Description & Building Alterations
Situated at the prow, or point, of the triangular piece of land formed by Stuyvesant and East 10th Streets, this beautifully preserved four-and-a-half-story Anglo-Italianate townhouse was built in conjunction with the surrounding houses as part of the disposal of the Stuyvesant family estate surrounding St. Mark’s Church-in-the-Bowery. The most prominent feature of this house is the wall that faces the prow of the block, distinctive from the rest of the houses in that it is faced in stone, rather than brick, with decorative quoinwork and a large, ornamented bay window in the center of the ground and parlor floors. Like its neighbors, the house also displays a rusticated light-colored stone ground floor with vermiculated keystones and cornerstones and corbeled entablatures over the entry doors. The parlor floor is higher than the others in the Italianate tradition of the piano nobile or “grand floor,” and the upper floors of the facade are red brick with light stone window surrounds. This is the only house of the group to have retained the original ironwork handrails and balconies. The original owner of this lot was Mathias Banta, the developer.
Elizabeth Stuyvesant Fish willed that her estate, which included the land upon which this group of town houses is built, be divided equally amongst her four children, and the property was subsequently sold to Mathias Banta in 1858 for development on the condition that no “dangerous, noxious or offensive establishments whatsoever, nor any houses generally known as tenement house” be erected there. Banta subdivided the property into the present lots and listed the properties for sale in the newspapers. The lots were sold within a few months, and construction on the triangular piece of land encompassing nos. 23 through 35 Stuyvesant Street and 112 through 128 East 10th Street began in 1859. The architecture has been attributed to architect James Renwick Jr. The five-story buildings at 112-128 East 10th Street have parlor floors covered in rusticated brownstone with vermiculated panels at the bottom. The segmental-arched doorways have carved brackets and hold double doors, but the stoops are low and narrow. Each building is faced in red brick set off by Italianate-style stone window enframements from the second through fifth floors. They are part of the St. Mark’s Historic District, designated in 1969.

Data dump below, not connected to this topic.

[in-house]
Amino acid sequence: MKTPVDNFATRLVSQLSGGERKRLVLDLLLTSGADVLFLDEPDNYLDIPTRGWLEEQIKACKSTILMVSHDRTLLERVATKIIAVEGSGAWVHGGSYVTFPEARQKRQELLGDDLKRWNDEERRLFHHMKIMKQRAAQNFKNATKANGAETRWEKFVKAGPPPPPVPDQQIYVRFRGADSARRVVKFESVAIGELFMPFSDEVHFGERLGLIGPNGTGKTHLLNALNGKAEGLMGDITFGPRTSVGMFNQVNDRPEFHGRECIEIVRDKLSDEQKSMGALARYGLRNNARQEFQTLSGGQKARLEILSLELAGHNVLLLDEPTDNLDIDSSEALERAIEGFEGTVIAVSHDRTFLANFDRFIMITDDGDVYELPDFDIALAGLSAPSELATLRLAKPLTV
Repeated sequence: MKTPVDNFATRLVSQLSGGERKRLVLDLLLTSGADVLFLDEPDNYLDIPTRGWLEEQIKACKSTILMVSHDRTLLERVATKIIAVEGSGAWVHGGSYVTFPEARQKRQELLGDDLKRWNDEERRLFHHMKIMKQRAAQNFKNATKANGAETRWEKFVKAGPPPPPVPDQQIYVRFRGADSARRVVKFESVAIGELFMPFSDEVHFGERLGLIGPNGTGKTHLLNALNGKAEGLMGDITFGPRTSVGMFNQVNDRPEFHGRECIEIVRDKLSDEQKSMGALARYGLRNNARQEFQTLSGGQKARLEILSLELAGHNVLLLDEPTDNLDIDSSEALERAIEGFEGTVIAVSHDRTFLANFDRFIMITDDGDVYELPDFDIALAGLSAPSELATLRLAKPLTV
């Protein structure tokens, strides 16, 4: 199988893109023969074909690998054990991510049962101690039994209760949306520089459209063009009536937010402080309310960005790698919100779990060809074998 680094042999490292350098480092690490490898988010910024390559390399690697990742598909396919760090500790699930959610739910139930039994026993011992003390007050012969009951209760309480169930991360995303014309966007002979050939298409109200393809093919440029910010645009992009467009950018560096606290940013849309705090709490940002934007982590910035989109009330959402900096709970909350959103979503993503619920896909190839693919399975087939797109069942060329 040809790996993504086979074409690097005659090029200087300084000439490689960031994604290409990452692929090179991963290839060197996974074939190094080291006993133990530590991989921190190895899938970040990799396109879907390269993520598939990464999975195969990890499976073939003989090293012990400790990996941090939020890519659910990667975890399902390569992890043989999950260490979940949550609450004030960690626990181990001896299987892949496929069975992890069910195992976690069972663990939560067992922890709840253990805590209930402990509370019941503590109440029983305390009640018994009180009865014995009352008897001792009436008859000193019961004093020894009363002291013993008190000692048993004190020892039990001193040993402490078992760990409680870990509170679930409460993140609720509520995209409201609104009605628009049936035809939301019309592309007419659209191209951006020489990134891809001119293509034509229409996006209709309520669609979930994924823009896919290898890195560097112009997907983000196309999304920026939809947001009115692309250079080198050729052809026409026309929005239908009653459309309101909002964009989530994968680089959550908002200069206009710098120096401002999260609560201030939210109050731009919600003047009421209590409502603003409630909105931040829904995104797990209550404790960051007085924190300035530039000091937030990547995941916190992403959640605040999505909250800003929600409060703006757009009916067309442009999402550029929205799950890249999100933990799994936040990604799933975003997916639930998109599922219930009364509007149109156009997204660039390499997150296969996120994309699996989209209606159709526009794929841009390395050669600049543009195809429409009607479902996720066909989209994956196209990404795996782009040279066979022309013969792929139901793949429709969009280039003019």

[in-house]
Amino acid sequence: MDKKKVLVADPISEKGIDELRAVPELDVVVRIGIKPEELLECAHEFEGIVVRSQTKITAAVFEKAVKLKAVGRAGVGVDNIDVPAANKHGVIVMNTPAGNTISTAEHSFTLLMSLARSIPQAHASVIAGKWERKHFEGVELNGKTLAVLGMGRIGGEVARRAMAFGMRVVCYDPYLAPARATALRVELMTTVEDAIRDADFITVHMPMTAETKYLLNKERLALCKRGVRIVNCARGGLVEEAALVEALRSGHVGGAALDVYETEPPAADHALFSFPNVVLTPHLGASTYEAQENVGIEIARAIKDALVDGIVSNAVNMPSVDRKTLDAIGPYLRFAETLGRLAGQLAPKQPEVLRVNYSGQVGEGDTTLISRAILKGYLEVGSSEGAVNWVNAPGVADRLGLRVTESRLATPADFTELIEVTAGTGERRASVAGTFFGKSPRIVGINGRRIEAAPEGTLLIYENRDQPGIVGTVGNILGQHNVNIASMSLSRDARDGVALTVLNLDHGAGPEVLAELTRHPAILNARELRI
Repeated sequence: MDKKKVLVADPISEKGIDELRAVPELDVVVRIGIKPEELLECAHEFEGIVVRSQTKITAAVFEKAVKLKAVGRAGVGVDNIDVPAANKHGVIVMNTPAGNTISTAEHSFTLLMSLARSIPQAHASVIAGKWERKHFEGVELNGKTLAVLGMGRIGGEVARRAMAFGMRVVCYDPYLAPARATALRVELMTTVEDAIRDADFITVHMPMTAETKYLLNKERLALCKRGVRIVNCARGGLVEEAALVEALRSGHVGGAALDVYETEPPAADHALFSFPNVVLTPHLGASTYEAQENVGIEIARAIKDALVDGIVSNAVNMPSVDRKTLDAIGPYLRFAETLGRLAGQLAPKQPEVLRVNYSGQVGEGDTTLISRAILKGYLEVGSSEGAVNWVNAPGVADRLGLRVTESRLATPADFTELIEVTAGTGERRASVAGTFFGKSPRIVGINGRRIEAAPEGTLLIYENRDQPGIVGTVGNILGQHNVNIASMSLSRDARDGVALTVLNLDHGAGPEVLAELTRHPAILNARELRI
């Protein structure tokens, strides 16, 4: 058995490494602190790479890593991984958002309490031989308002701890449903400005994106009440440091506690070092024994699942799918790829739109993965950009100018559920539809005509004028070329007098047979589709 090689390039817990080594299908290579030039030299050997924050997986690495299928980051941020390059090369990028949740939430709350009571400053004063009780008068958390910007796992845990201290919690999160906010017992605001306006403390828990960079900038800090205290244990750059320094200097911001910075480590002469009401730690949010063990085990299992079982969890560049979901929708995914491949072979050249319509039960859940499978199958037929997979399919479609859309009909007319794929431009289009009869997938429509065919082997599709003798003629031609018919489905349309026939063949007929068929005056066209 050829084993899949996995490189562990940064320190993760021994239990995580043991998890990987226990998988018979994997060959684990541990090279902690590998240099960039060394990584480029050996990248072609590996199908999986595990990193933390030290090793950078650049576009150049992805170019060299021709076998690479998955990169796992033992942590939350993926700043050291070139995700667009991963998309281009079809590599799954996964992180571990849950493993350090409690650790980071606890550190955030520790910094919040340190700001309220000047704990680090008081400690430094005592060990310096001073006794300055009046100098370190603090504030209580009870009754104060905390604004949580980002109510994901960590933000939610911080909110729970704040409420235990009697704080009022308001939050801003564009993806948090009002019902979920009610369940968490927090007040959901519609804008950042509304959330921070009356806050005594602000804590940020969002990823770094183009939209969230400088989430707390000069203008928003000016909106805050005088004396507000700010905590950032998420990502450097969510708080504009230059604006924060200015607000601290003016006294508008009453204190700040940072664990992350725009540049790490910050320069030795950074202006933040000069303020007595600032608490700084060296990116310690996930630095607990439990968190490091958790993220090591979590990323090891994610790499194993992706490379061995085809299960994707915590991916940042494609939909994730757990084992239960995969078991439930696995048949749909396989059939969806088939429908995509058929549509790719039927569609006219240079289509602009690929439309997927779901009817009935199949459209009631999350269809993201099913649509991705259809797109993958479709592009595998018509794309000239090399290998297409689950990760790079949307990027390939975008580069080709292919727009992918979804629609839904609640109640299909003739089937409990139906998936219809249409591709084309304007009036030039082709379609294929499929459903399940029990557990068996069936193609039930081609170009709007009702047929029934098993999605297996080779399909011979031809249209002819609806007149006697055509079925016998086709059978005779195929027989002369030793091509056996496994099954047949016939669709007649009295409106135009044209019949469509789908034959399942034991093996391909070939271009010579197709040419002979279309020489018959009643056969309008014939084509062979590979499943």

In 1959, when he had just moved to New York, New Jersey-born author Philip Roth was listed as living at this address. In his autobiography The Facts, Roth wrote that the two-room basement apartment “was placed perfectly – given my taste then for urban color – between the bums panhandling on the Bowery and the baskets of bilays on the tables at Ratners.” The apartment, for which he signed a two-year lease and paid $80 a month, was decorated with records and books and a “few hundred dollars’ worth of secondhand furniture.”
Block : 465 / Lot : 21 / Building Date : 1861 / Original Owner : James Sinclair / Original Use : Residential / Original Architect : James Renwick, Jr. (attributed)